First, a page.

Yesterday I wrote about how headline writers can influence the perception of news.
At first, the front page of the Seattle Times website reported on new crime statistics with the alarmist headline, “Seattle sees sharp increase in crime.” Later, they walked the headline back to the less provocative and more accurate, “Seattle sees increase in crime after two record-low years.”
Meanwhile, both headlines linked to the same article with the same confusingly written headline: “Sharp increase in Seattle robberies, assaults; murders, rapes down.” (I’m betting I’m not the only one who initially missed the semicolon.)
But after stumbling across a print edition of the Times (it was being used as a coaster in a bar), I’m not sure what all the online indecision and confusion was about:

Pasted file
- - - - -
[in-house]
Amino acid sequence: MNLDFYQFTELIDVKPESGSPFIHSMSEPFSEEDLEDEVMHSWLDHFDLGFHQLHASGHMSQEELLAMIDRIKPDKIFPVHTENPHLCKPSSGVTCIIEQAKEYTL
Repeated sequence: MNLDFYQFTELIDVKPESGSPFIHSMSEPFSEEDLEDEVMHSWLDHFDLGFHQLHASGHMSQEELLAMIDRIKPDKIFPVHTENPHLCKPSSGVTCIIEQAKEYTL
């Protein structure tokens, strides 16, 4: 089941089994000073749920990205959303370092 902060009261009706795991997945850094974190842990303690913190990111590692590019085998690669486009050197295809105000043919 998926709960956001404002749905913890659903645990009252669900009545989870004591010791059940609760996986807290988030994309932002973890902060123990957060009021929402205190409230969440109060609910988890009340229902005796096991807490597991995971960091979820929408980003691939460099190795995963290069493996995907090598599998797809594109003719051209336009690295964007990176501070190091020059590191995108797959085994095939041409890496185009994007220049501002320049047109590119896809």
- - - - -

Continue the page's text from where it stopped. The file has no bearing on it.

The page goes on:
I dunno… looks to me that the headline in the print edition got it just about right. Why couldn’t the online edition just go with that?
It never occurred to me before, but are different editors writing the headlines for the online edition than the print edition, and if so, what could possibly account for translating “up slightly” into “sharp increase” other than a desire to use hyperbole to trick readers into clicking through?
If online really is the future of news, it doesn’t bode well that the Times apparently holds its online edition to a lower standard than its print.